The managing director of Amalgamated Banks of South Africa Limited (ABSA), Mumba Kalifungwa, has said Uganda has progressively improved in the Africa Financial Markets Index, from its previous position of fifth in 2021 to first place in 2023 with a 62.8% score among the East African Region and placed in fourth position in Africa.
According to Kalifungwa, the ABSA team that compiled the index measured the performance of twenty-eight African countries, including Uganda, on policymakers, investors, and asset managers around the world, with the aim of assessing financial development based on indicators of market accessibility, openness, and transparency.
“Over the years, Uganda’s ranking has improved from tenth place in 2017, when the report was first released, to fifth place in 2021, to the current fourth position in Africa and first in East Africa. 2023 was tough, but the economy remained resilient in spite of difficulties in inflation and slower prospects,” Kalifungwa said.
A financial market index is a tool used to measure the performance of a group of related financial assets, like stocks, bonds, or commodities. Offering insights into the direction and health of the financial markets, overall financial market indices are important tools for investors, fund managers, economists, and policymakers to monitor market trends, make investment decisions, and assess the broader economic landscape.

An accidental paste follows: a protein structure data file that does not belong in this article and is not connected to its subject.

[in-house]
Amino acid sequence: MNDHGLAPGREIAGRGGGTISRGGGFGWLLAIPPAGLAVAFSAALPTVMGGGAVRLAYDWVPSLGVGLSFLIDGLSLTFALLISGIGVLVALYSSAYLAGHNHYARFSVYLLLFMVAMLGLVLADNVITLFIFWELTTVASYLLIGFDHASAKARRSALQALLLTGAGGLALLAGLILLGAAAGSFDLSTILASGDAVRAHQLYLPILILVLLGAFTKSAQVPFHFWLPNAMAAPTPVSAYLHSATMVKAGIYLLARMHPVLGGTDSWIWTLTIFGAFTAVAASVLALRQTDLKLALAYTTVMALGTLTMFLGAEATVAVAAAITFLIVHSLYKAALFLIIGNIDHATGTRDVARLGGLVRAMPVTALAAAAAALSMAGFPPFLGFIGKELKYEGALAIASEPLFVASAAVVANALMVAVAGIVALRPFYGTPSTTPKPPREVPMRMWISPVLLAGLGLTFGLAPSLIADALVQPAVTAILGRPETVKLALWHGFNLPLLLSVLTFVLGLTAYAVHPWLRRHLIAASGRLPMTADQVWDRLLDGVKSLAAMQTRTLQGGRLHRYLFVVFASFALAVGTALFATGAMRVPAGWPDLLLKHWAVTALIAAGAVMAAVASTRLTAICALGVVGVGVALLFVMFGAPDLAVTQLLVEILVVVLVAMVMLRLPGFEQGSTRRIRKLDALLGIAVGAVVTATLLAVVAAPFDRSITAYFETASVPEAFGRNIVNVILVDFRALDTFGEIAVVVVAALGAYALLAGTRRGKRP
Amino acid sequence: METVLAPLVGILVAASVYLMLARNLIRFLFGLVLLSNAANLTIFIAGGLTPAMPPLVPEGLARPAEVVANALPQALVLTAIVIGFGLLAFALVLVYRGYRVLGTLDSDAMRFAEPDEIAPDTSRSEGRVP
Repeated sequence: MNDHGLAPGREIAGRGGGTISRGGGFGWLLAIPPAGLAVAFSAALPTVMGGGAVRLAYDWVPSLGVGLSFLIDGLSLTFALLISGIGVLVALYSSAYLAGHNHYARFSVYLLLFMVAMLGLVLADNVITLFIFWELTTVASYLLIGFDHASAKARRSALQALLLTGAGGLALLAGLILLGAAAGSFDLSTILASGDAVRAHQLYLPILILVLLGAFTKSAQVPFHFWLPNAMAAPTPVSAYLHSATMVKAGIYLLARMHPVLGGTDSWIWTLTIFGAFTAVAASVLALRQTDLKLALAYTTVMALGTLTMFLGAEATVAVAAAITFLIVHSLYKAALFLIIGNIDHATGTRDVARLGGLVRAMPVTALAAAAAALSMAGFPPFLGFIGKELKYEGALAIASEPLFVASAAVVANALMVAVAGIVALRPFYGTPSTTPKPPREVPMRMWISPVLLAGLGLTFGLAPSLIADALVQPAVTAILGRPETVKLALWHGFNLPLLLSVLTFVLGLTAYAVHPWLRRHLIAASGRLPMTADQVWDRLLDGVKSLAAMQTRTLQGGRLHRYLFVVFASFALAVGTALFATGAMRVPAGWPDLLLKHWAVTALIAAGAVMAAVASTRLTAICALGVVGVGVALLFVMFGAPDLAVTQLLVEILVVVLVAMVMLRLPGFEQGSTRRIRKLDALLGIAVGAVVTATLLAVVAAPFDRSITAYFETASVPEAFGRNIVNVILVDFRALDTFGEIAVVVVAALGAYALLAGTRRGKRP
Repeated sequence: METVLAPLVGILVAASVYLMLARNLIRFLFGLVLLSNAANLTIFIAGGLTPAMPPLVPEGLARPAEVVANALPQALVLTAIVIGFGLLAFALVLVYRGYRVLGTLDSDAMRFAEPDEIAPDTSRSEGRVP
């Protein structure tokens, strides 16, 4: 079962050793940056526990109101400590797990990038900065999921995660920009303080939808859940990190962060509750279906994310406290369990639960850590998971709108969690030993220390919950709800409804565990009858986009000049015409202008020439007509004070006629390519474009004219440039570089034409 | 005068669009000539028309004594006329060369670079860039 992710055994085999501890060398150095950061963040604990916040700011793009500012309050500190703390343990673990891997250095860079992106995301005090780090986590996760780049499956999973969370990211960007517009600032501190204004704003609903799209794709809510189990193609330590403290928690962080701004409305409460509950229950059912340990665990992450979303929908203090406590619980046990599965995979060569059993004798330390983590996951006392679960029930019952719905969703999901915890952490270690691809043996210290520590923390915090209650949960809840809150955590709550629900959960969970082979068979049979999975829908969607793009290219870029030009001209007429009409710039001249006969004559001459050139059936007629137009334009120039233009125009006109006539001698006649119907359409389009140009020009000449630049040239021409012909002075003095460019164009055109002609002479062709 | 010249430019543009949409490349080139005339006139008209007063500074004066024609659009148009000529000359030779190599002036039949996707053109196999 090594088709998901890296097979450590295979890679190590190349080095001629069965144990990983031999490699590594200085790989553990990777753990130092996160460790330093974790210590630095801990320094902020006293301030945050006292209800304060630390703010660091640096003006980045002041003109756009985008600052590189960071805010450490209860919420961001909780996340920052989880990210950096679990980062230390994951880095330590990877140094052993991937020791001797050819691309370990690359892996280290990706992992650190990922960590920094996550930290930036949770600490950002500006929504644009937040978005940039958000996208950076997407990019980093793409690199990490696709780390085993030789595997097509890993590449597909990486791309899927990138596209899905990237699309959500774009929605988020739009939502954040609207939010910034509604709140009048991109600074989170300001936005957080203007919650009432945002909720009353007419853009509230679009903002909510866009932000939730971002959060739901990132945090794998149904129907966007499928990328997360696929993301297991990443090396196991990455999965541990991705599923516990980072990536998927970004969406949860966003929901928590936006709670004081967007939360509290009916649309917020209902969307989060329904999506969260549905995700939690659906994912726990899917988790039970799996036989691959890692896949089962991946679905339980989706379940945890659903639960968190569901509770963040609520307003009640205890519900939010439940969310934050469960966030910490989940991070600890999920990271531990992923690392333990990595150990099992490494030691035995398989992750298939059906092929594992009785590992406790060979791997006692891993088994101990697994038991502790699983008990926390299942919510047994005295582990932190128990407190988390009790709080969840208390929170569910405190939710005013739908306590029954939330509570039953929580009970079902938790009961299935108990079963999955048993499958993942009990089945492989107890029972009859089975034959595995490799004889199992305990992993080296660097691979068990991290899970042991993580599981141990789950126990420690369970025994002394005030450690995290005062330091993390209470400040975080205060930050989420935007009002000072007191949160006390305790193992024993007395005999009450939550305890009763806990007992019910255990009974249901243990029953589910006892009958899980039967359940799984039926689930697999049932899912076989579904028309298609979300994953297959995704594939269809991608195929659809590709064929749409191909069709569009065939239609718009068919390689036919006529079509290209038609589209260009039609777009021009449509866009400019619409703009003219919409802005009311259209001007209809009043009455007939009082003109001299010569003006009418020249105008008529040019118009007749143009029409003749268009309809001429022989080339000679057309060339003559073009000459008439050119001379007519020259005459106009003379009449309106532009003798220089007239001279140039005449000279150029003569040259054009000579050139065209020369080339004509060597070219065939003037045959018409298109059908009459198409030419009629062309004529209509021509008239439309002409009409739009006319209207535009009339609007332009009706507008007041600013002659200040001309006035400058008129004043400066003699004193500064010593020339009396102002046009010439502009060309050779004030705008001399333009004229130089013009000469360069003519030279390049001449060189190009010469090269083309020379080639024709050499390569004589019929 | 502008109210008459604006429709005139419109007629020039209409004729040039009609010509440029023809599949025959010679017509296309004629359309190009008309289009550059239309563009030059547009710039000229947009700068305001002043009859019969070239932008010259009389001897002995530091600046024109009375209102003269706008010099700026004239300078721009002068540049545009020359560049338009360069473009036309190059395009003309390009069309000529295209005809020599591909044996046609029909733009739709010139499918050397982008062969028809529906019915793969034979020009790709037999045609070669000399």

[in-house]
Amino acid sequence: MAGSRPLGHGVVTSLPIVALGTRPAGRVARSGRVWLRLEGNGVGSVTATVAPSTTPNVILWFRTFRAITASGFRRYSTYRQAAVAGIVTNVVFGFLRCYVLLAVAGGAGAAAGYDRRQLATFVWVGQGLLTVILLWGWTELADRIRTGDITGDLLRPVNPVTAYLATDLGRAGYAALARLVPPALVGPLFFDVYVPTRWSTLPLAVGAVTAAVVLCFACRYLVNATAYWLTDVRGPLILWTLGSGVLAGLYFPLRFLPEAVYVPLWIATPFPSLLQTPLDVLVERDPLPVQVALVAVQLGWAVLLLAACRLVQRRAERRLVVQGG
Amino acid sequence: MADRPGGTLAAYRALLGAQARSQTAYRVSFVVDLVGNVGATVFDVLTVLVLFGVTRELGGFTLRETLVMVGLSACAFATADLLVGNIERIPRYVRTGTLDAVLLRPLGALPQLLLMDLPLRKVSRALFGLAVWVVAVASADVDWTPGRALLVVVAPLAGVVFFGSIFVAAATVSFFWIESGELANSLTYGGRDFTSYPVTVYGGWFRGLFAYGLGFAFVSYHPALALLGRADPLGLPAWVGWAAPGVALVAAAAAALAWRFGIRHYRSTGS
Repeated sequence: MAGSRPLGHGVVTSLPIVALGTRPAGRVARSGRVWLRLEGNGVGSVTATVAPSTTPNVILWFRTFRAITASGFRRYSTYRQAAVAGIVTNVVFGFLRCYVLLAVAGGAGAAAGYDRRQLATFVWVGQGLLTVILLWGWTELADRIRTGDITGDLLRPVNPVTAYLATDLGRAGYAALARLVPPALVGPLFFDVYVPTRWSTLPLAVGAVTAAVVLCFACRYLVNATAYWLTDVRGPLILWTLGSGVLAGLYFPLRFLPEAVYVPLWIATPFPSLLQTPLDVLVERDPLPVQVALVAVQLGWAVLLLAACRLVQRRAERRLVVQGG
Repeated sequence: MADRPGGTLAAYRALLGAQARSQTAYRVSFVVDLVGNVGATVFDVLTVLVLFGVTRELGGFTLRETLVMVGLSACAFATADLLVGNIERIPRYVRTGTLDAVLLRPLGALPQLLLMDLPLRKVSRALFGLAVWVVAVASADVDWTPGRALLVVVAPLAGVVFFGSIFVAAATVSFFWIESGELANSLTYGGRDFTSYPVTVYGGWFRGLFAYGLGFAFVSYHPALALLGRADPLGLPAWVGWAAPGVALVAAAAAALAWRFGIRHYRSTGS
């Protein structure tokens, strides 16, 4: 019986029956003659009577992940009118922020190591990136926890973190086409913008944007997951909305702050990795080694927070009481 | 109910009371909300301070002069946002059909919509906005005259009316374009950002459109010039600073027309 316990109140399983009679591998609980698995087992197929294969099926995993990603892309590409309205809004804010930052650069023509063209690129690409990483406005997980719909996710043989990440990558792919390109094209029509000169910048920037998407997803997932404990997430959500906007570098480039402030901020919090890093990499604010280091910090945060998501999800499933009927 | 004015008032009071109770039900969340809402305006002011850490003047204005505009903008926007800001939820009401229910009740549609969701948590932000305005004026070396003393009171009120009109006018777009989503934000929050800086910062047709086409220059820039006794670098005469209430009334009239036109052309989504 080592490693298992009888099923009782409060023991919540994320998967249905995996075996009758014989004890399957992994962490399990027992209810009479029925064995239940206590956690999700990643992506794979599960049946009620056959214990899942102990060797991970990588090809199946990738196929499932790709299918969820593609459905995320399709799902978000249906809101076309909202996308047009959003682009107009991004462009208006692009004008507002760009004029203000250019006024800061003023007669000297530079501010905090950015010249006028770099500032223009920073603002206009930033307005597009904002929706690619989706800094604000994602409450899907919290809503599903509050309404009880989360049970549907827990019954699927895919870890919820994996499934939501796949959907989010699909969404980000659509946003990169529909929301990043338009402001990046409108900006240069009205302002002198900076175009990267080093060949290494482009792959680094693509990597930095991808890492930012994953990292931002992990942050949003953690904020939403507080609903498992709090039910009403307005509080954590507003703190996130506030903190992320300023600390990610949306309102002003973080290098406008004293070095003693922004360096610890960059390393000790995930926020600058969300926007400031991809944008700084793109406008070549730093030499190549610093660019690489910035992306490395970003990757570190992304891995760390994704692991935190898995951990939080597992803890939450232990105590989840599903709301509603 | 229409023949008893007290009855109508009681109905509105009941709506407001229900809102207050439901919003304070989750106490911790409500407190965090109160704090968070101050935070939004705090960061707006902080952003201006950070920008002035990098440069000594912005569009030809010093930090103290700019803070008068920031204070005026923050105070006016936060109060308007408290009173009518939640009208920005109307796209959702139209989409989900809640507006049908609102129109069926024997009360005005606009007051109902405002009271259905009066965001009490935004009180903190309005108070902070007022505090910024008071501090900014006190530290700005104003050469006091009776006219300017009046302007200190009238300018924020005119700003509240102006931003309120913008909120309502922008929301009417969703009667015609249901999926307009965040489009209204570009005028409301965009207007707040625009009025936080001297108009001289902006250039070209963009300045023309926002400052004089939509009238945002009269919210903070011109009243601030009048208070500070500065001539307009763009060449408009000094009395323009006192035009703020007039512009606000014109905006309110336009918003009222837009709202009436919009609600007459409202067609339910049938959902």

Michael Atingi-Ego, the Deputy Governor of the Bank of Uganda, said that Uganda has maintained its rankings of being first in the region and fourth in Africa, which is admirable in view of the COVID-19 pandemic and the effects of the Russia-Ukraine war.
“The central bank’s decisive macroeconomic and macro prudential policies helped to shield the domestic economy and financial system from the complete pass-through of various external shocks from the global economy,” Atingi-Ego said.
He, however, noted that, despite its positive developments in the rankings, Uganda dropped in scores from 64.4 in the previous year to 62.8%, which is said to be due to reduced Forex reserves and liquidity that resulted from flight to quality as offshore funds exited frontier markets amid the rising interest rate environment in their home countries.